Battlespace – Unrealities of War
9 – 30th November 2010
Location: Gallery & Project Space
Battlespace, an exhibition of photographs from Afghanistan and Iraq that brings together the work of twenty photojournalists around the world, comes to London this November.
Photographs by Andrew Cutraro, Ashley Gilbertson, Balazs Gardi, Ben Lowy, Christoph Bangert, Eros Hoagland, Ghaith Abdul Ahad, Guy Calaf, Jason Howe, Jehad Nga, Lucian Read, Luke Wolagiewicz, Moises Saman, Petervan Agtmael, Rita Leistner, Stefan Zaklin, Stephanie Sinclair, Teru Kuwayama and Yuri Kozyrev.
Battlespace: The environment, factors and conditions, which must be understood to successfully apply combat power, protect the force, or complete the mission. This includes the air, land, sea, space, and the included enemy and friendly forces, facilities, weather, terrain, the electromagnetic spectrum, and information environment within the operational areas and areas of interest. US Department of Defense.
The exhibition presents an unsanitised view of the conflicts in Iraq and Afghanistan to a public that has been shielded from disturbing images of war. Battlespace questions the perceptions, agendas, and narratives of the military and the media, and attempts to offer an unfiltered account from a group of photographers who saw it first hand.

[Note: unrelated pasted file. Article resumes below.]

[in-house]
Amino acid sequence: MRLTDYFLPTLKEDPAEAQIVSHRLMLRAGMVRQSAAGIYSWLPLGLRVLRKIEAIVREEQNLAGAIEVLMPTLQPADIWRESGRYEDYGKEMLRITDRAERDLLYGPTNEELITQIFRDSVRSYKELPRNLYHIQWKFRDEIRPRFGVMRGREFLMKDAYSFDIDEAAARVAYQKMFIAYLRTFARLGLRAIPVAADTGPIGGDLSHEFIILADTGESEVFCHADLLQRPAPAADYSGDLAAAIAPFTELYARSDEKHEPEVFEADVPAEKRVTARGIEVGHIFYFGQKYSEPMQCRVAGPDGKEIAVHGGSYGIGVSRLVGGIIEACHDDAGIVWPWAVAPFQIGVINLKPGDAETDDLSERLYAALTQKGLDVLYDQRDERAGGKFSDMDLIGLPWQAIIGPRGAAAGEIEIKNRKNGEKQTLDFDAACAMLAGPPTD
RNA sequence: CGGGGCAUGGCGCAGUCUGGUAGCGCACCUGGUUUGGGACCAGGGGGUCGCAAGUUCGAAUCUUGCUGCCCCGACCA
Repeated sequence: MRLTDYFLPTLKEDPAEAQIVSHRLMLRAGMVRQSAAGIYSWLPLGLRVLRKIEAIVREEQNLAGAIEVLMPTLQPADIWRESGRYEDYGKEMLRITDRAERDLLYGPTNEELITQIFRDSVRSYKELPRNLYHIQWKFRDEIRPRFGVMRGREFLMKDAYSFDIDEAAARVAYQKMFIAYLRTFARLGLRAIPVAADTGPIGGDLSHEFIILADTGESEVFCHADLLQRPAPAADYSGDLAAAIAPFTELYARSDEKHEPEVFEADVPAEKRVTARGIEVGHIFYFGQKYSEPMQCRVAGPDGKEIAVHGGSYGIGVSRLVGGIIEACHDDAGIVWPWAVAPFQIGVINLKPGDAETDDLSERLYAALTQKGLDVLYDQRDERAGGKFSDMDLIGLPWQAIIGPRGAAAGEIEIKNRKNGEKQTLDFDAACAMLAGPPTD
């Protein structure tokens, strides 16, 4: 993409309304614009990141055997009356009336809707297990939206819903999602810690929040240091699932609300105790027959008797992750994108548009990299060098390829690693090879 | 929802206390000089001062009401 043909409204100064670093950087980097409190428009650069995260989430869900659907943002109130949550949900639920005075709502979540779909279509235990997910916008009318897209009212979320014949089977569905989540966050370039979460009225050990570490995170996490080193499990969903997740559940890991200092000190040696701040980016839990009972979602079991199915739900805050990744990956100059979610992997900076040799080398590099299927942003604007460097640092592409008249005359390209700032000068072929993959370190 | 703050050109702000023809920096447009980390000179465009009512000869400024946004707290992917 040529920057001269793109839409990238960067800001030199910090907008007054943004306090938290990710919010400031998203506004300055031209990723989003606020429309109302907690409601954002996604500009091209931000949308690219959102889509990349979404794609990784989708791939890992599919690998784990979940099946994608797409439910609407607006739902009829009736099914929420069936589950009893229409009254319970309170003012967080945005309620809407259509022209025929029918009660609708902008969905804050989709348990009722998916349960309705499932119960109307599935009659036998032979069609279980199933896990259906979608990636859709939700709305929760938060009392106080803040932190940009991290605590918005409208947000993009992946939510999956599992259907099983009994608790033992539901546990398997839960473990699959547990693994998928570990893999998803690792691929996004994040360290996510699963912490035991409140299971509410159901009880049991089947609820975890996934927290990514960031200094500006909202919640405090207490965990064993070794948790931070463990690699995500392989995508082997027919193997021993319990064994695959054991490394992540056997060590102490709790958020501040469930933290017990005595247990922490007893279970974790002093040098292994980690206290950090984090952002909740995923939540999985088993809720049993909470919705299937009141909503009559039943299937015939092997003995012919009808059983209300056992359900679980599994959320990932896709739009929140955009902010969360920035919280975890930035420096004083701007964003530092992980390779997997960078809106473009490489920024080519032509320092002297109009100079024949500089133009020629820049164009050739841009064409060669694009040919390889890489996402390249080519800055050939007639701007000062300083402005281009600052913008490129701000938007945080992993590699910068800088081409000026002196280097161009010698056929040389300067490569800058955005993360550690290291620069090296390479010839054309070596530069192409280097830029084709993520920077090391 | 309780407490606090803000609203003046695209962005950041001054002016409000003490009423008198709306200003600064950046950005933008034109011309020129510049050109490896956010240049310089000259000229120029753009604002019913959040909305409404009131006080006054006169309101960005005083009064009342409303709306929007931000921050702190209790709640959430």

These photographs were made in Afghanistan and Iraq, but they don’t claim to depict either country. They are glimpses of an alternate reality built upon those countries. The images do not provide a comprehensive account of these wars, or an understanding of these nations or their peoples.
They are fragments, seen in off-moments behind the walls of concrete super-bases, or outside them, through night-vision goggles and ballistic eye shields.
Counter insurgency theory, once again fashionable, holds that the prize of modern warfare is not the territory but the minds of the population within. The battlespace is not solely defined by map lines or grid squares, but also in the areas of perception and illusion. In this shifting, human terrain, there are no facts or truths, only competing agendas. Messages are shaped and transmitted, from bunkered press officers to journalists who report from behind blast-walls and cubicle partitions. Unpleasant, complex, or off-message images are filtered by both sides, and war stories are recycled through the echo chamber.
Battlespace aims to present unfiltered and uncensored images and thereby give the viewer a real opportunity to discover, for themselves, the realities of war.
Battlespace will be accompanied by a programme of talks, film, poetry and Q&A events related to the exhibition and its subjects. Details TBA – for full details visit www.watch-this-space.org
In association with the Photography Course and Media & Communication Department at Coventry University The Frontline Club.